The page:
The history of hats is so long and has been part of our wardrobe for thousands of years. In time many designs have appeared and disappeared, only to reappear again. In the 16th century, women began to wear structured hats, similar to those that were worn by men. In the 18th century, milliners started appearing, usually, women, that created hats and bonnets but also designing overall styles. Materials of the highest quality and best hats came from the Italian city of Milan. That is where the term “milliner” comes from.
With this in mind, the New Cannan Historical Society has organized an exhibition from November 15-March 1, 2020 called Hat Madness. “Mad as a Hatter” was a term used to describe dementia experienced by men in the hat-making business. The mercury used in the production of felt, which was then used for hats, caused the problem. In the 19th century, the Danbury Hatters experienced what was then called the “Danbury Shakes.” Without labor laws to protect them, these workers struggled to keep up with production as they lost their minds.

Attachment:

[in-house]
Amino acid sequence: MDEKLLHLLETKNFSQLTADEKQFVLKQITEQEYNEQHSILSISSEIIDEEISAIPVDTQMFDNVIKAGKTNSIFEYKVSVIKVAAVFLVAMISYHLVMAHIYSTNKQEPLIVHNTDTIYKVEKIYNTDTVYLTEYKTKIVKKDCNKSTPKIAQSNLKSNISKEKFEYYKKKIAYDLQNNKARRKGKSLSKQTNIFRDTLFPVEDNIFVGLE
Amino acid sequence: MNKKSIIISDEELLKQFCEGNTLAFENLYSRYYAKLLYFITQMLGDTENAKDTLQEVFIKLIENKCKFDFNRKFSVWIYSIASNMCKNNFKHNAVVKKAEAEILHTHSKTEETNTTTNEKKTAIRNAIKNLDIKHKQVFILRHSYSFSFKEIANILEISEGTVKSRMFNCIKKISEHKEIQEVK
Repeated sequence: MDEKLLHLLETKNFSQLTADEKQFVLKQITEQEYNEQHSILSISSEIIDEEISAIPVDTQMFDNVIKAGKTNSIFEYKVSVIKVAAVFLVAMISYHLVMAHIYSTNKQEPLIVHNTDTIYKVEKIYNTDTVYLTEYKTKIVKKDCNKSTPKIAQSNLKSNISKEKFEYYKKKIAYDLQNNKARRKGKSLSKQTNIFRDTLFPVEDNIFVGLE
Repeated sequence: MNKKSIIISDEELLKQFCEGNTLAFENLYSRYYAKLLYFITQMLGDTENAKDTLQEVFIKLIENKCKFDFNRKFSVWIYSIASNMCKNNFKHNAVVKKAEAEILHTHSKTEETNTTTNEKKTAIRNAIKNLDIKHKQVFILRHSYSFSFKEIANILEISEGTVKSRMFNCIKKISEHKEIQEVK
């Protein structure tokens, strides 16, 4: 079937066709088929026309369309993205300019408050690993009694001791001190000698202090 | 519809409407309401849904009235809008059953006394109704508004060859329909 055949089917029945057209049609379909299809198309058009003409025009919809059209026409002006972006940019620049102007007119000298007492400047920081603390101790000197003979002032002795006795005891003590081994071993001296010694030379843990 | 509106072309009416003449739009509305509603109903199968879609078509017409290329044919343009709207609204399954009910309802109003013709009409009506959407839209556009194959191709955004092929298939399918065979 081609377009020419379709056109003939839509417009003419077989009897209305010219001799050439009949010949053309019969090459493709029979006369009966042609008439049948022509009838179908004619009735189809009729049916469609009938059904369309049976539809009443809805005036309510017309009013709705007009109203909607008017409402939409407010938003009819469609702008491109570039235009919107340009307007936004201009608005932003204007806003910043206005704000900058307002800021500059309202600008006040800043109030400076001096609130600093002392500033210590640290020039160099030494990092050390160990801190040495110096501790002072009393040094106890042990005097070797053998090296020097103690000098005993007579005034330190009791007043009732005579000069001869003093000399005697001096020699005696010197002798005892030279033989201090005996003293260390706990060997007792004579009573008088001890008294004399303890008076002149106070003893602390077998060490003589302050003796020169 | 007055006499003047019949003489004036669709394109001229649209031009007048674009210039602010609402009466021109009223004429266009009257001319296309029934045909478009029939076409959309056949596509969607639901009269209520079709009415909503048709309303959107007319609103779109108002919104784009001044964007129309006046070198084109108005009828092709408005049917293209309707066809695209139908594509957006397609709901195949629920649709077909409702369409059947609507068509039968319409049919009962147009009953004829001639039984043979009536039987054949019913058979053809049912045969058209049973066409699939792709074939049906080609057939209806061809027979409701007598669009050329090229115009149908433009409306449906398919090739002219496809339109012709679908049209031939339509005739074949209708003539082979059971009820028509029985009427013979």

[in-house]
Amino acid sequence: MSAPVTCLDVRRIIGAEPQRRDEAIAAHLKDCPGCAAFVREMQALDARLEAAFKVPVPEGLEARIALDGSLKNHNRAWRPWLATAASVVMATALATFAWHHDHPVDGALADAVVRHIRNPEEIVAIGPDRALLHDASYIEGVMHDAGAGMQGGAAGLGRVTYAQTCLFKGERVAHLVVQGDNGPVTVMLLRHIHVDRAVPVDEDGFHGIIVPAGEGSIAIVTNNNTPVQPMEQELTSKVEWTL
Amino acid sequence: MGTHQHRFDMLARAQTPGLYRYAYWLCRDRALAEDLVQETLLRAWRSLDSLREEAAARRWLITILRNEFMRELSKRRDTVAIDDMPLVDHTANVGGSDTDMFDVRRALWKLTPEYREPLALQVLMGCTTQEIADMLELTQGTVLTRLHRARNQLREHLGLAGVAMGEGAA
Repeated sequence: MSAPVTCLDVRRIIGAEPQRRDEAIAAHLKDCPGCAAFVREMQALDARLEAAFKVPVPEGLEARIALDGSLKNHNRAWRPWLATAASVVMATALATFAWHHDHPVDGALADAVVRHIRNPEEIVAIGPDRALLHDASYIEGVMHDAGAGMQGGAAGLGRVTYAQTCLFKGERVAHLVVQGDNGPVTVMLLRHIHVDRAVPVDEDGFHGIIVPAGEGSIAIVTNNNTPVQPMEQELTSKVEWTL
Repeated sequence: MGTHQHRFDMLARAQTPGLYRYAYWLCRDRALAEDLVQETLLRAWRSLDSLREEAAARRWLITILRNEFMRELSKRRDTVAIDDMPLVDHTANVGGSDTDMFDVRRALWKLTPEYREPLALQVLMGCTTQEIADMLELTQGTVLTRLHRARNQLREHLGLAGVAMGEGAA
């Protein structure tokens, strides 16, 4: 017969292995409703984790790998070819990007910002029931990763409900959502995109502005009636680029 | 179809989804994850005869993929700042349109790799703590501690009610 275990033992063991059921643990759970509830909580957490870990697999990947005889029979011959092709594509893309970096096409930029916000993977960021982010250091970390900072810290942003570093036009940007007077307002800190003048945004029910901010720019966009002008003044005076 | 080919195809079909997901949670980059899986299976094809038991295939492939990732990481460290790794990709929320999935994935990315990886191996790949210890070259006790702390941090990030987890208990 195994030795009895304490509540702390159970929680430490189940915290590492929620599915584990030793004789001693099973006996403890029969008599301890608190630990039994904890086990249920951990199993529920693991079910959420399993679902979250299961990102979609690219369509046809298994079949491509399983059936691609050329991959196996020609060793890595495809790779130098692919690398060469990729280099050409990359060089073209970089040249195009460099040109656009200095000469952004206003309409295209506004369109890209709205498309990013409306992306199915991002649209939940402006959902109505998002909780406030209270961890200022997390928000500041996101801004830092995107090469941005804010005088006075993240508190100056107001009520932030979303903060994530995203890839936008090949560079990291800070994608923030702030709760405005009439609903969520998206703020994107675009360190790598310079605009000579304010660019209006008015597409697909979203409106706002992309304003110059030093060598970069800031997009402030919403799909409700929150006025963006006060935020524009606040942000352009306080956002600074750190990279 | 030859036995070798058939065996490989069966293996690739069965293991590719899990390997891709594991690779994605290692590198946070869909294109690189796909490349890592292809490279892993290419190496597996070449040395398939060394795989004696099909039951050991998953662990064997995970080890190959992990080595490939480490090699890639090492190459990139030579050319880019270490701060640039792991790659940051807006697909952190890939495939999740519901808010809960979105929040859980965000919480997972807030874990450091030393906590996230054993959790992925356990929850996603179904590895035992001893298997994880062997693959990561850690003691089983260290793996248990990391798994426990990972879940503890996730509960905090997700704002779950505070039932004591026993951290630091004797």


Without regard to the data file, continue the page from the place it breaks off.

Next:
In Hat Madness, the New Canaan Museum & Historical Society opens up its extensive clothing and textile collection to explore the history of hats, hat design and hat-making. From the simple bonnets worn in Colonial times to stunning pieces of art that were popular in the 1920s to the “Pussy Cap” of the 2017 Women’s March, this exhibition spans more than 200 years. Period garments and related accessories will also be on display.
The show is curated by Penny Havard and runs through March 1, 2020. Opening Reception Friday,